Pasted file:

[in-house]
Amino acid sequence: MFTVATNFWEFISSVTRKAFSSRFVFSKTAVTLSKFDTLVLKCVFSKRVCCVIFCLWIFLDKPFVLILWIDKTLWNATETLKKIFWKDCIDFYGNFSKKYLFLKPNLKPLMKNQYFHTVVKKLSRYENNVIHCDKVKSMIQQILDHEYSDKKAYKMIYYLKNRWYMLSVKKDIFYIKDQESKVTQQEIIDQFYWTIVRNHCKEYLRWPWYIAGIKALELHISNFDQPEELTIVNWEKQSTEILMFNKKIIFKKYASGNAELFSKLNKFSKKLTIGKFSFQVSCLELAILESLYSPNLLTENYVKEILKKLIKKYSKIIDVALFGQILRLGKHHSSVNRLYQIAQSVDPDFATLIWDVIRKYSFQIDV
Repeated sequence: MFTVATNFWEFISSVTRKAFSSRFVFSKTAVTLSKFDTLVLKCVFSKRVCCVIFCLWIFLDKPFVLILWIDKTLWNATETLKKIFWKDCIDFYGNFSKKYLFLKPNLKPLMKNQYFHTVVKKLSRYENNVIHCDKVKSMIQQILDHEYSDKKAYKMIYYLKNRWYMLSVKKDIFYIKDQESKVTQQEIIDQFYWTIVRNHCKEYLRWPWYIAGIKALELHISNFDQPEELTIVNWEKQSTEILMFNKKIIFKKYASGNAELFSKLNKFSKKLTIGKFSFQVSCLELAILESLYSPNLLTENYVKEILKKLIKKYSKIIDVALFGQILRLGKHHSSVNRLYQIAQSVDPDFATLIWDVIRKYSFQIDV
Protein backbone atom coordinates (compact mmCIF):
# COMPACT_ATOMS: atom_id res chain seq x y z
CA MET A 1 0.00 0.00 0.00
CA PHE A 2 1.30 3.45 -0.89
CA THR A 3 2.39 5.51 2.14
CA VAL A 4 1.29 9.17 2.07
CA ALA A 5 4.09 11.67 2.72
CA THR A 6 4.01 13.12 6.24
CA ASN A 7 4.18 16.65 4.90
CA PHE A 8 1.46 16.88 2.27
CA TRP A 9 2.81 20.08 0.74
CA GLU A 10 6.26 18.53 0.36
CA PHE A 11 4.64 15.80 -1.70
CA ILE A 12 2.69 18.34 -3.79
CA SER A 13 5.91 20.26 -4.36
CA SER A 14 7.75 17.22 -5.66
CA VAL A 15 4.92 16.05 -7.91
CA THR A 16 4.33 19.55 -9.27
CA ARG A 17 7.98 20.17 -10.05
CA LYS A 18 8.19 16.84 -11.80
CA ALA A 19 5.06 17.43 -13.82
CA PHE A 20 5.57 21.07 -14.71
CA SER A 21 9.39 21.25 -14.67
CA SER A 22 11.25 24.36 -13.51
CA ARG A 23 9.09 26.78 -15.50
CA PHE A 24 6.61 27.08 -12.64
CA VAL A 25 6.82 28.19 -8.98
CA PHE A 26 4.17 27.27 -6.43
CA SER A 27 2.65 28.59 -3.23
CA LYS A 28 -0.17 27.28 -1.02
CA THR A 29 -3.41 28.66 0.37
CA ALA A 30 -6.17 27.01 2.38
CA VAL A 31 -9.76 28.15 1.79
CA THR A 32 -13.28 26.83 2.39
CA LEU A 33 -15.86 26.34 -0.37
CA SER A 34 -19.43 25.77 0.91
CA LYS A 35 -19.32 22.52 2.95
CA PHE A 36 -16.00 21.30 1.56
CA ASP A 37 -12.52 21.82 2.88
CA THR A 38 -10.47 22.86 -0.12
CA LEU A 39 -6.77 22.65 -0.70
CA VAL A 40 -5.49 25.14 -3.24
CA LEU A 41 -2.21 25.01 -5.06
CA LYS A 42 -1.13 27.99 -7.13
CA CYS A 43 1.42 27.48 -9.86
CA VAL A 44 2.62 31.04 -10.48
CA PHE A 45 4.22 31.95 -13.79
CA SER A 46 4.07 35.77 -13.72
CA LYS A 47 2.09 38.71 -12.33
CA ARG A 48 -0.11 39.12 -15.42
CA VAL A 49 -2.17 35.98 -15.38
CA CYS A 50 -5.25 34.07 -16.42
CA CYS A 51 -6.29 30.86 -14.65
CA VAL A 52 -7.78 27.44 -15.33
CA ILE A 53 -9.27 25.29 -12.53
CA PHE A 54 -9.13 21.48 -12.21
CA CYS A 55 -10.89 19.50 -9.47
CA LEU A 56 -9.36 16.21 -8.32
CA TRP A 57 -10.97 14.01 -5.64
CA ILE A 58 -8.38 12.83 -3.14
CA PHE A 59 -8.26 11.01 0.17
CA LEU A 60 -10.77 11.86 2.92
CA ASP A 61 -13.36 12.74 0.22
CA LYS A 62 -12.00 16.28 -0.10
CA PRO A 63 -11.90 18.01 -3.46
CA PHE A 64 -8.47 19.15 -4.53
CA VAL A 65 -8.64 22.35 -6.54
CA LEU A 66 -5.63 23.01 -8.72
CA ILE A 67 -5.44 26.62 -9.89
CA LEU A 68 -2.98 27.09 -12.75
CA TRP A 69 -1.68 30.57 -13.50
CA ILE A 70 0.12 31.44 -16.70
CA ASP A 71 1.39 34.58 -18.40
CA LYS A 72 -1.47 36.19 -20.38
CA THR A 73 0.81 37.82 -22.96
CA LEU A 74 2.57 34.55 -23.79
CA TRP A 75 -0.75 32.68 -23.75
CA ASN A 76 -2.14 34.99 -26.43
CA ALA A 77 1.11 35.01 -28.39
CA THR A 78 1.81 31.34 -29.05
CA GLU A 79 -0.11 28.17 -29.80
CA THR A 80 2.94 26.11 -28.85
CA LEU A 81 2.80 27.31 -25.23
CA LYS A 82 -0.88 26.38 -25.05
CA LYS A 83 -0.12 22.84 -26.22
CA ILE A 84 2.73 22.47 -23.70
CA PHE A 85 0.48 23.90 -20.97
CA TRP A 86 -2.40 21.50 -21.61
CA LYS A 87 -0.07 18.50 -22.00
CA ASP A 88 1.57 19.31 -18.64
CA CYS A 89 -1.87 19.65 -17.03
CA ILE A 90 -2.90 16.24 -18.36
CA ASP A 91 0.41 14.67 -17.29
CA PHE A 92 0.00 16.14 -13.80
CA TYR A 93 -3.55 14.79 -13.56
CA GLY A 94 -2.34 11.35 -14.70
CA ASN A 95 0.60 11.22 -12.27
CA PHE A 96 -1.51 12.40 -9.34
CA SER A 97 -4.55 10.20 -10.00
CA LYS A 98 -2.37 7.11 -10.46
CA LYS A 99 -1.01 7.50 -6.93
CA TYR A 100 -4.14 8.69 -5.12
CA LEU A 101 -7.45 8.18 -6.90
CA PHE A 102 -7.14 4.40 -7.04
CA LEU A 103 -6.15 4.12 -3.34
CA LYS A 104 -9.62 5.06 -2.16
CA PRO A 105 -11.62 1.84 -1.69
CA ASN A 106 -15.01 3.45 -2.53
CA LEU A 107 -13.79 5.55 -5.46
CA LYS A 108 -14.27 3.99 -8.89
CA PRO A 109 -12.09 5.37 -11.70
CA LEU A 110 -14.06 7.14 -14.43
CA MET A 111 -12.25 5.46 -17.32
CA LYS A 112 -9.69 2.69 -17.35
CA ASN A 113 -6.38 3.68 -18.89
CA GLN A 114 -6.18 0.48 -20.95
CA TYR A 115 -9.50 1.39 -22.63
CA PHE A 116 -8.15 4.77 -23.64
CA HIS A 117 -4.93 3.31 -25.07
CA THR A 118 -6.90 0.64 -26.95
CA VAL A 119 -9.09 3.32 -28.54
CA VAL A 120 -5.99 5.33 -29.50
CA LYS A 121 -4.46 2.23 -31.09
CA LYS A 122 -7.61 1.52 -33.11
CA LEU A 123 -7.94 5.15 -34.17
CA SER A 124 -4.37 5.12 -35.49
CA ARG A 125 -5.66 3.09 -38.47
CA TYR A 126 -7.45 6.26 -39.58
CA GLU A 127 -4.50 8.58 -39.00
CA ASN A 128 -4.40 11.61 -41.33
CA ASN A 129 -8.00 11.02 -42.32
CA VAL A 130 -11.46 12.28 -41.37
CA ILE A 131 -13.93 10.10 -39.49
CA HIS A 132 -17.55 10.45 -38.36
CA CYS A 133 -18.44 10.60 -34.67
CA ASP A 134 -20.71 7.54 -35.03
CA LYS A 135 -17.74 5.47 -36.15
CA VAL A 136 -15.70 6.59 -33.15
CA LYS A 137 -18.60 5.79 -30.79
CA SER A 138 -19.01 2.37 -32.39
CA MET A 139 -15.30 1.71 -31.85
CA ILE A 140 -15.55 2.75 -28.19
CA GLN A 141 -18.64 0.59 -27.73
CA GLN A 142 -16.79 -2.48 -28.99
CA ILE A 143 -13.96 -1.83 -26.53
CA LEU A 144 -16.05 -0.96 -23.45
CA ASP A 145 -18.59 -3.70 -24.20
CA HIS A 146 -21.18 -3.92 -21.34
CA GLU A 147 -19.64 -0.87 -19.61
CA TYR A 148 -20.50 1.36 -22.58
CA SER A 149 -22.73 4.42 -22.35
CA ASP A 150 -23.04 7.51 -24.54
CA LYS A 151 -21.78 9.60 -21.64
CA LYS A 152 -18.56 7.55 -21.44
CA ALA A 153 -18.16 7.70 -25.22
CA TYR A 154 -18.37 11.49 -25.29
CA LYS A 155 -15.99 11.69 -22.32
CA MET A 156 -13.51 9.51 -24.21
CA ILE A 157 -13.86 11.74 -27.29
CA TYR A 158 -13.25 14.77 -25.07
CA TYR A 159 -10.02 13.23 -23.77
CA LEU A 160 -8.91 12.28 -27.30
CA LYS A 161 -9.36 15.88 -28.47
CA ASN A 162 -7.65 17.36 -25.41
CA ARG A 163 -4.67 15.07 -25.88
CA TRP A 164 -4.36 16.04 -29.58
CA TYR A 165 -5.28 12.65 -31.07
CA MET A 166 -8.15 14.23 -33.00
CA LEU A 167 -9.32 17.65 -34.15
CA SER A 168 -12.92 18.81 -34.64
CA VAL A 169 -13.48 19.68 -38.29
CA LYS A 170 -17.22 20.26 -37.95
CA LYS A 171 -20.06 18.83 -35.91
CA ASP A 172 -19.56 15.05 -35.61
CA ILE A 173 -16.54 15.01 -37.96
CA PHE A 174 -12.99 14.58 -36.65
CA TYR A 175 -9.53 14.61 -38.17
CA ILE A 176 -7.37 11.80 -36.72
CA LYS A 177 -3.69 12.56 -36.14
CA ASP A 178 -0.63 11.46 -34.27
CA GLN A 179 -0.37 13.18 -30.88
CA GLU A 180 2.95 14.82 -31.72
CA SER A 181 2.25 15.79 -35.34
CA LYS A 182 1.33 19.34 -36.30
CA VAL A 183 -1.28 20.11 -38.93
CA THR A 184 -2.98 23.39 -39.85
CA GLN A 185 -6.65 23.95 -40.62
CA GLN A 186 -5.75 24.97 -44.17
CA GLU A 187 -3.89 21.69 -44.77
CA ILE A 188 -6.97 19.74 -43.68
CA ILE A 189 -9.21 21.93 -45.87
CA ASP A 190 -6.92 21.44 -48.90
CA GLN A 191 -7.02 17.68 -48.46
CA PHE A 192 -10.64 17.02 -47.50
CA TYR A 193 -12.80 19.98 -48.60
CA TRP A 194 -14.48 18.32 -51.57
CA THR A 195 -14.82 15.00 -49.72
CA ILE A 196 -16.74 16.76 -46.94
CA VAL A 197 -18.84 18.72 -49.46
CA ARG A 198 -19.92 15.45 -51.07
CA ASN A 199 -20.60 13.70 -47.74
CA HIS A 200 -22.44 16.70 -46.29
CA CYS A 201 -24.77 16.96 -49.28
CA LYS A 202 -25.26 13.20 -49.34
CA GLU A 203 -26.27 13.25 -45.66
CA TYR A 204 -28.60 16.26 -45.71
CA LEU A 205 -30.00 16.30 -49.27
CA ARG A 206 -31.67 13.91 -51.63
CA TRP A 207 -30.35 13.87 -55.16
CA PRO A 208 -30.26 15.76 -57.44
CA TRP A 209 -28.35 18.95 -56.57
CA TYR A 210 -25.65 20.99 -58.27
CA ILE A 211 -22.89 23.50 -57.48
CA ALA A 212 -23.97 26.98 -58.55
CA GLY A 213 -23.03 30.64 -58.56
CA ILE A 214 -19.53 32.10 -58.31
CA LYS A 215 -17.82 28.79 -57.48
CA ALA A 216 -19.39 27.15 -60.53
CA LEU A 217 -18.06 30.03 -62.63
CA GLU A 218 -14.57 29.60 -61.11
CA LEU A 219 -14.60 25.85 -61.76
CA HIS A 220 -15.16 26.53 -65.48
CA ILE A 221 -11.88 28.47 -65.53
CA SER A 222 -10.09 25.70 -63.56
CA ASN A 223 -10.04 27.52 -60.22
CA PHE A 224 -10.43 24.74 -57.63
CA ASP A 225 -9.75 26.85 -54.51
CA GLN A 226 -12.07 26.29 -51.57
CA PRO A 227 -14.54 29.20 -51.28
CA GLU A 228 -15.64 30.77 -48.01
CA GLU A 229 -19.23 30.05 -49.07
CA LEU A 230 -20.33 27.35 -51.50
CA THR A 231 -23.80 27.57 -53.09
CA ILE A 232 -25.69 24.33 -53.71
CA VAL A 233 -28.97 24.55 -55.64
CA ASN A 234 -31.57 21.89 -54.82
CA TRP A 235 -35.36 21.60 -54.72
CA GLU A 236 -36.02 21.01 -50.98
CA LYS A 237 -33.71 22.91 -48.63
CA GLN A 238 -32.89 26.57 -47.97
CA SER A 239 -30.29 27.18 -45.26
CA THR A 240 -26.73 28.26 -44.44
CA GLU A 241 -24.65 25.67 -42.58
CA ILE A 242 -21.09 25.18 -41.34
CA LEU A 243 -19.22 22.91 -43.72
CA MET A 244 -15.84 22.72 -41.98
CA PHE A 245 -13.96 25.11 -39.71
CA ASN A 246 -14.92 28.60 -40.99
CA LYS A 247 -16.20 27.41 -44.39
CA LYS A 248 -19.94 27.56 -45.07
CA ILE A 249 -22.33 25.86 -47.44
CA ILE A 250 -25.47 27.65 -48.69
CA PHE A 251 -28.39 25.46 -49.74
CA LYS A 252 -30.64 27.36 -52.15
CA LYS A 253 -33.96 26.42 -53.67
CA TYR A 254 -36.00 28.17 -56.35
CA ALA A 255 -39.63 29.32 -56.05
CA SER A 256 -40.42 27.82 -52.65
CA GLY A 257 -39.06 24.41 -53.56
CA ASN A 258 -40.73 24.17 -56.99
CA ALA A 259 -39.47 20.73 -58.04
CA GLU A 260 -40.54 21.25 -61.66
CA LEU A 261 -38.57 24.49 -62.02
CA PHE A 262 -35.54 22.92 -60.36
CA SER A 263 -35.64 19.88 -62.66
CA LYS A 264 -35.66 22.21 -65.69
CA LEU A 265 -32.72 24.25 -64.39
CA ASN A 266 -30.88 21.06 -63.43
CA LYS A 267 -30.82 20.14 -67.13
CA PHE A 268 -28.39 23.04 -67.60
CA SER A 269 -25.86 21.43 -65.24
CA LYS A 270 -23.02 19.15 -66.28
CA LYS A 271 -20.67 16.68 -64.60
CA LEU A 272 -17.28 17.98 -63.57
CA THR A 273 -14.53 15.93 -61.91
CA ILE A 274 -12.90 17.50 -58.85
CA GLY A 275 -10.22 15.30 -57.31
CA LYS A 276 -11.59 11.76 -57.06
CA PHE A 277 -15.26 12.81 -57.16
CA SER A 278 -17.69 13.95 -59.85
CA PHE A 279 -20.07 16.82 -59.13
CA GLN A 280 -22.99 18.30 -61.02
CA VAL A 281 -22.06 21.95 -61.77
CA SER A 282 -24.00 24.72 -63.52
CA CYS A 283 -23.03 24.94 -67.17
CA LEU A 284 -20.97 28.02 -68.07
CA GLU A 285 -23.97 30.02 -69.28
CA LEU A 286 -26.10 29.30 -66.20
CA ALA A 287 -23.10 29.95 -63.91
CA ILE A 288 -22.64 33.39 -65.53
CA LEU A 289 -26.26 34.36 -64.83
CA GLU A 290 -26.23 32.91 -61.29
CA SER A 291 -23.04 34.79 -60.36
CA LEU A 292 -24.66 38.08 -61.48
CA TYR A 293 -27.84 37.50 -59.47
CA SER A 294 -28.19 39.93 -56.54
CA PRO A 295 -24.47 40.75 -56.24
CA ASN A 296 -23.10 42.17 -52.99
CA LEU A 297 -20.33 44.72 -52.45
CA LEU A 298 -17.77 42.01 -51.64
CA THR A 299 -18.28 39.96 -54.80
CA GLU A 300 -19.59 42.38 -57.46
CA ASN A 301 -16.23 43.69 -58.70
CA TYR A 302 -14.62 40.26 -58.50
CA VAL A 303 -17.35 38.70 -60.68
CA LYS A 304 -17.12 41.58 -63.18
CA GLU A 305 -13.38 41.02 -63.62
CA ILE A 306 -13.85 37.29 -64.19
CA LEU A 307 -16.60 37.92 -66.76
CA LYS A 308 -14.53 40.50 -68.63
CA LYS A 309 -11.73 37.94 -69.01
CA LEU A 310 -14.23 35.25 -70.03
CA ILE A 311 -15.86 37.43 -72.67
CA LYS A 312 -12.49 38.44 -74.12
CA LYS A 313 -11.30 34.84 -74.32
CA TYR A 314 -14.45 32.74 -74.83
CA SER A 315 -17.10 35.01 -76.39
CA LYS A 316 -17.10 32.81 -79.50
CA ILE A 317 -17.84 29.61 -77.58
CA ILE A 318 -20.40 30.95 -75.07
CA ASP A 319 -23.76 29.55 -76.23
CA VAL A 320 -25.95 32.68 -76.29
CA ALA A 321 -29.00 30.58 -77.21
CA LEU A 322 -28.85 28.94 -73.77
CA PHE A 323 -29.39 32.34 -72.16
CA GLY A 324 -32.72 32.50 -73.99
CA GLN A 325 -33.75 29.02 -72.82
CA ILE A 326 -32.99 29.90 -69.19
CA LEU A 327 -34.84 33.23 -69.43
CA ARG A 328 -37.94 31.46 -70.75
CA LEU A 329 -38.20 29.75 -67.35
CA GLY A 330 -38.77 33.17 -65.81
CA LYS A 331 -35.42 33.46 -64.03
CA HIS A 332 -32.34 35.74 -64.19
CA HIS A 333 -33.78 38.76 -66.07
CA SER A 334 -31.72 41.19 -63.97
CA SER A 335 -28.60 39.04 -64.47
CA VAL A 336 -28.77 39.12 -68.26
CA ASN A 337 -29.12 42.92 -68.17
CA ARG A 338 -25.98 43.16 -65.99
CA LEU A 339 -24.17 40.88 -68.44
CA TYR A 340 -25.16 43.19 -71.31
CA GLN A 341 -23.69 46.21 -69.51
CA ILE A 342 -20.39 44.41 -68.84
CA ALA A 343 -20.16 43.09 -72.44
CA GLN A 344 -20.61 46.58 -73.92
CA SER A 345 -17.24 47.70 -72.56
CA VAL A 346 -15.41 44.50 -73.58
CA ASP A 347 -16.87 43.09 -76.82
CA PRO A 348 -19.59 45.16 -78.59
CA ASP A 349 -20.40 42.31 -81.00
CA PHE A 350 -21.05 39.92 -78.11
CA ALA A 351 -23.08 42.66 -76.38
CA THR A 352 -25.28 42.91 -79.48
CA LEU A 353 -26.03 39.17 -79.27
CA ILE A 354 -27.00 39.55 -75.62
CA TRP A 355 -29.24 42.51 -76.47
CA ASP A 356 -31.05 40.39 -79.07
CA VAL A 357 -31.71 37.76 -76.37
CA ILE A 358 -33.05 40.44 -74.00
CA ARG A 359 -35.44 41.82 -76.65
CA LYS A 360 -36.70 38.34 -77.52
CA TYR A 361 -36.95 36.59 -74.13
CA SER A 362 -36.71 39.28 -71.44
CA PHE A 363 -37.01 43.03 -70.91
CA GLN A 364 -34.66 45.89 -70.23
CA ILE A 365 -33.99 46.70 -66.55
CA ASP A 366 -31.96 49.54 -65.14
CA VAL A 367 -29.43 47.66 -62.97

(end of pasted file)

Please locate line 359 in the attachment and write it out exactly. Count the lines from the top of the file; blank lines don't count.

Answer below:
CA ILE A 354 -27.00 39.55 -75.62